The energy source of AGNs is most probably a rotating accretion disk about a massive black hole. If the galaxy has a black hole at or near its nucleus, a continual source of mass delivered to it, with nearly zero angular momentum on the scale of the galaxy, is required. Several recent studies agree in confirming earlier ideas that gravitational interaction with a nearby companion or slowly orbiting galaxy is often the mechanism by which this fueling process occurs (Adams 1977; Simkin, Su and Schwarz 1980; Kennicutt and Keel 1984; Dahari 1984). However, very strongly interacting and apparently disrupted galaxies tend not to be Seyferts (Dahari 1985). Evidently in these cases the perturbations or interactions are too strong to bring appreciable amounts of mass to the center with near-zero velocity.
Some small, loose groups of galaxies also contain several AGNs; evidently in such groups the interactions can have the effect of delivering gas close enough to the nucleus to refuel the accretion disk (Kollatschny and Fricke 1985). On the other hand, rich, dense clusters contain practically no AGNs, again indicating that strong or frequent interactions inhibit, rather than promote, the formation of AGNs (Dressler, Thompson and Schechtman 1985).
There is strong evidence for the presence of a black hole of mass M 5 x 106 M in the nucleus of our own Galaxy (Genzel et al. 1985). This is much smaller than the black-hole masses necessary to provide, through their accretion disks, the energies radiated in typical observed AGNs. Though we cannot observe the nucleus of our Galaxy directly in the optical wavelength region, because of the very great extinction in the galactic plane, far infrared and radio measurements confirm that it is only very mildly active. In the nucleus of M 31 there is evidence for a black hole of mass M 107 M (Dressler and Richstone 1988, Kormendy 1988). There is little if any evidence of an AGN in it (Munch 1960; Rubin and Ford 1986). Yet the fact that both these galaxies, whose nuclei we can observe in such great detail, contain small black holes, suggests strongly that there is a continuous range of black hole masses, from QSOs and Seyfert galaxies, probably down through LINERs, through lower and lower luminosity AGN-like nuclei in which similar physical processes are going on, but at a level too faint for us to detect. Probably the simplest working hypothesis is that every galactic nucleus contains a black hole, and that those which have unusually massive black holes, that are unusually well supplied with fuel, are observed as AGNs.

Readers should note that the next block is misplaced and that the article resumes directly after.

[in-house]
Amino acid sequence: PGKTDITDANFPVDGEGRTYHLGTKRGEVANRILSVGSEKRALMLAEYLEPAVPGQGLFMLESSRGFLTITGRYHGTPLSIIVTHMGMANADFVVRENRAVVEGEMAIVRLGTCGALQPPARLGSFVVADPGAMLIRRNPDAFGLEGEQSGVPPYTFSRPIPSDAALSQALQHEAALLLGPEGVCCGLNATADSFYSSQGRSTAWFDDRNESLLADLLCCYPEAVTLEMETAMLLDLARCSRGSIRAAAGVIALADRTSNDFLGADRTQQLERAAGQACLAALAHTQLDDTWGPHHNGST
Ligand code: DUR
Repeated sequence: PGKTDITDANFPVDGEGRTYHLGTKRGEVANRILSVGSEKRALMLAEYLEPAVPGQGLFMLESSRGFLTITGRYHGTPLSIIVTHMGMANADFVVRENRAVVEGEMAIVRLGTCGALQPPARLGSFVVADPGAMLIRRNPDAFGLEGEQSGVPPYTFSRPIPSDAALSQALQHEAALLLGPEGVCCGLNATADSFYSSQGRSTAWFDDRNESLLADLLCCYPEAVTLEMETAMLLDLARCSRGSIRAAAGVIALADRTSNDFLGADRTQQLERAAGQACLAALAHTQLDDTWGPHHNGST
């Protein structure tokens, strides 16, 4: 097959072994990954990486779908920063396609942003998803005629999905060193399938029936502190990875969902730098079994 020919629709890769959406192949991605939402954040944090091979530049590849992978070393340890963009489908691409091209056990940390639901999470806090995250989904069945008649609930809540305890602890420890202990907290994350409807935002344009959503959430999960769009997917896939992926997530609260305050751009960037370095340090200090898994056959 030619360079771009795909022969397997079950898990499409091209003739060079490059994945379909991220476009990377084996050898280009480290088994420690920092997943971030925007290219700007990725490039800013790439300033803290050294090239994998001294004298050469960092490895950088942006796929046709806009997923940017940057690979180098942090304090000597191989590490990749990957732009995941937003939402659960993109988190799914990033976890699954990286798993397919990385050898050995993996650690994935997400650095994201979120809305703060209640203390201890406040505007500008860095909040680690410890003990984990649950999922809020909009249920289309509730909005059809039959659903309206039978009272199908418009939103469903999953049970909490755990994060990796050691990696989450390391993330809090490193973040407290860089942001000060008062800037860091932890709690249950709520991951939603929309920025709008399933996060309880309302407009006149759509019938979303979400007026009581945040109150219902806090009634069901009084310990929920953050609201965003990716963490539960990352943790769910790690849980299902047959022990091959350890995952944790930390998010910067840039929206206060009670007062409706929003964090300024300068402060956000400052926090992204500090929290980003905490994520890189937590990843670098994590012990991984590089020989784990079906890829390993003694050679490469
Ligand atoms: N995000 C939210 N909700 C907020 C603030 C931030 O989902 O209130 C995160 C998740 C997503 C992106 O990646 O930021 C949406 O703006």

I am very grateful to W.G. Mathews, J.S. Miller, R.A. Shaw, R.W. Goodrich, R.W. Pogge and S. Veilleux for many stimulating discussions of the subjects treated in this review paper, and to W.W. Morgan and R.D. Dreiser for permission to reproduce Figure 1 from their paper. I am also grateful to the National Science Foundation for partial support of this research under Grant AST 86-11457.